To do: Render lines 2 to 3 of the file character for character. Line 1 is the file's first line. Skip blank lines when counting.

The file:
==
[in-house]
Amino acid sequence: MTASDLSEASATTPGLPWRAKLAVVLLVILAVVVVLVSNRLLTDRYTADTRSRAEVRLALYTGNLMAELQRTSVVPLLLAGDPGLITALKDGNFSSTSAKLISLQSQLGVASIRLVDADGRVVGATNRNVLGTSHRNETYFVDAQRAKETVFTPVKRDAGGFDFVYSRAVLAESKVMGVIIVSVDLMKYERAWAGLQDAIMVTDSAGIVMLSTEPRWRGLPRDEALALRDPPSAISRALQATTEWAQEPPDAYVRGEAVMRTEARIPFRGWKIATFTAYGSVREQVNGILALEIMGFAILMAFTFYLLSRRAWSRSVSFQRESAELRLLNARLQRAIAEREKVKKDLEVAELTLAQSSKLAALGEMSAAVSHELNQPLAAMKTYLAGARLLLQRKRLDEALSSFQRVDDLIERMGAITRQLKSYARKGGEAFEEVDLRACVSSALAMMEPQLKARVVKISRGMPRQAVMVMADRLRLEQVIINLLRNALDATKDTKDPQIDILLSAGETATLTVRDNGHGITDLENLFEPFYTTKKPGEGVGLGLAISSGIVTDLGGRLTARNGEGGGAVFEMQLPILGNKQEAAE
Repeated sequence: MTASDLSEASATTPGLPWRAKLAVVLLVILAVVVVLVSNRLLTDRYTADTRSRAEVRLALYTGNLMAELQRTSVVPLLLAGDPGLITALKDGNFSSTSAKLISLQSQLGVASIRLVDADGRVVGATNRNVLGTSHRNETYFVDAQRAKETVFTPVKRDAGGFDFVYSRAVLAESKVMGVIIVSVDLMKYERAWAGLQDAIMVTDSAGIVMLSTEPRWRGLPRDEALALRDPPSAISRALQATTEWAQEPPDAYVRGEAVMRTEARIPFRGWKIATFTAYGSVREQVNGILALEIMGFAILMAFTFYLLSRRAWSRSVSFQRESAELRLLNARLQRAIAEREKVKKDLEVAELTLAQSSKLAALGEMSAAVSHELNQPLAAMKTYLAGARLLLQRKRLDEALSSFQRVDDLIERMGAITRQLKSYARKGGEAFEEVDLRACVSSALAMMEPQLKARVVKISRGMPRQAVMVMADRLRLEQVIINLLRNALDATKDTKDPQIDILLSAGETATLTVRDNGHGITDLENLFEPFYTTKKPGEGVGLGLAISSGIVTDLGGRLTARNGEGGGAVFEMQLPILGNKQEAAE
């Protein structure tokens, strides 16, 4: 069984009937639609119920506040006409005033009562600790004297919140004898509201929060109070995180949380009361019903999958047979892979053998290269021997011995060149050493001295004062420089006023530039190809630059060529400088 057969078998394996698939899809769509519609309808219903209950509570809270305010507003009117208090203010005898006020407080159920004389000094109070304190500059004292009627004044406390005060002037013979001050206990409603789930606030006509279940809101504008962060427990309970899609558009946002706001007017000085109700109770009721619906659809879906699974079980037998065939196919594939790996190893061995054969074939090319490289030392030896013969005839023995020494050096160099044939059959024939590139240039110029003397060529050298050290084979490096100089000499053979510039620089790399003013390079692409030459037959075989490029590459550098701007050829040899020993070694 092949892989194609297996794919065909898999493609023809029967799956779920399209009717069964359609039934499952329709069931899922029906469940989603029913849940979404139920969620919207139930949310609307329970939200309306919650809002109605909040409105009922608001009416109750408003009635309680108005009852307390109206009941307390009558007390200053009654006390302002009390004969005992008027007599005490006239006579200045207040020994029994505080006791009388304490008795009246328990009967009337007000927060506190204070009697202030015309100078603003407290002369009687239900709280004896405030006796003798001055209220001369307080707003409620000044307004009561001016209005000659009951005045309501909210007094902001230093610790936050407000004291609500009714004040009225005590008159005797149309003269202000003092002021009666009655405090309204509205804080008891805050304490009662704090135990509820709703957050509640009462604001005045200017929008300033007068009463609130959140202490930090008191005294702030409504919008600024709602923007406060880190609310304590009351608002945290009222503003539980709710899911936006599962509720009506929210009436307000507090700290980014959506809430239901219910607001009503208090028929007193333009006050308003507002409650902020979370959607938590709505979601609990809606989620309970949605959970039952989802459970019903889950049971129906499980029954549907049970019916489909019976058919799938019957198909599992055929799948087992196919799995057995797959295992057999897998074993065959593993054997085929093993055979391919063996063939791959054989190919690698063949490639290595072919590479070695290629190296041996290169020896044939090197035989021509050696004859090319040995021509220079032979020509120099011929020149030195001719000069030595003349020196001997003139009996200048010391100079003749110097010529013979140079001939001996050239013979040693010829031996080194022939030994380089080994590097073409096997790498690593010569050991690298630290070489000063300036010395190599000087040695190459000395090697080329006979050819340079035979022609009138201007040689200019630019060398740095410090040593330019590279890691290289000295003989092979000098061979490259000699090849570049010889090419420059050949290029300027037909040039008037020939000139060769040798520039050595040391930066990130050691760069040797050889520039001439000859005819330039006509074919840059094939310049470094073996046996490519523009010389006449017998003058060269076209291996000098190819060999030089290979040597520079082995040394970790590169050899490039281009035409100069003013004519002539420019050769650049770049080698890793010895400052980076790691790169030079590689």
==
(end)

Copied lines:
Amino acid sequence: MTASDLSEASATTPGLPWRAKLAVVLLVILAVVVVLVSNRLLTDRYTADTRSRAEVRLALYTGNLMAELQRTSVVPLLLAGDPGLITALKDGNFSSTSAKLISLQSQLGVASIRLVDADGRVVGATNRNVLGTSHRNETYFVDAQRAKETVFTPVKRDAGGFDFVYSRAVLAESKVMGVIIVSVDLMKYERAWAGLQDAIMVTDSAGIVMLSTEPRWRGLPRDEALALRDPPSAISRALQATTEWAQEPPDAYVRGEAVMRTEARIPFRGWKIATFTAYGSVREQVNGILALEIMGFAILMAFTFYLLSRRAWSRSVSFQRESAELRLLNARLQRAIAEREKVKKDLEVAELTLAQSSKLAALGEMSAAVSHELNQPLAAMKTYLAGARLLLQRKRLDEALSSFQRVDDLIERMGAITRQLKSYARKGGEAFEEVDLRACVSSALAMMEPQLKARVVKISRGMPRQAVMVMADRLRLEQVIINLLRNALDATKDTKDPQIDILLSAGETATLTVRDNGHGITDLENLFEPFYTTKKPGEGVGLGLAISSGIVTDLGGRLTARNGEGGGAVFEMQLPILGNKQEAAE
Repeated sequence: MTASDLSEASATTPGLPWRAKLAVVLLVILAVVVVLVSNRLLTDRYTADTRSRAEVRLALYTGNLMAELQRTSVVPLLLAGDPGLITALKDGNFSSTSAKLISLQSQLGVASIRLVDADGRVVGATNRNVLGTSHRNETYFVDAQRAKETVFTPVKRDAGGFDFVYSRAVLAESKVMGVIIVSVDLMKYERAWAGLQDAIMVTDSAGIVMLSTEPRWRGLPRDEALALRDPPSAISRALQATTEWAQEPPDAYVRGEAVMRTEARIPFRGWKIATFTAYGSVREQVNGILALEIMGFAILMAFTFYLLSRRAWSRSVSFQRESAELRLLNARLQRAIAEREKVKKDLEVAELTLAQSSKLAALGEMSAAVSHELNQPLAAMKTYLAGARLLLQRKRLDEALSSFQRVDDLIERMGAITRQLKSYARKGGEAFEEVDLRACVSSALAMMEPQLKARVVKISRGMPRQAVMVMADRLRLEQVIINLLRNALDATKDTKDPQIDILLSAGETATLTVRDNGHGITDLENLFEPFYTTKKPGEGVGLGLAISSGIVTDLGGRLTARNGEGGGAVFEMQLPILGNKQEAAE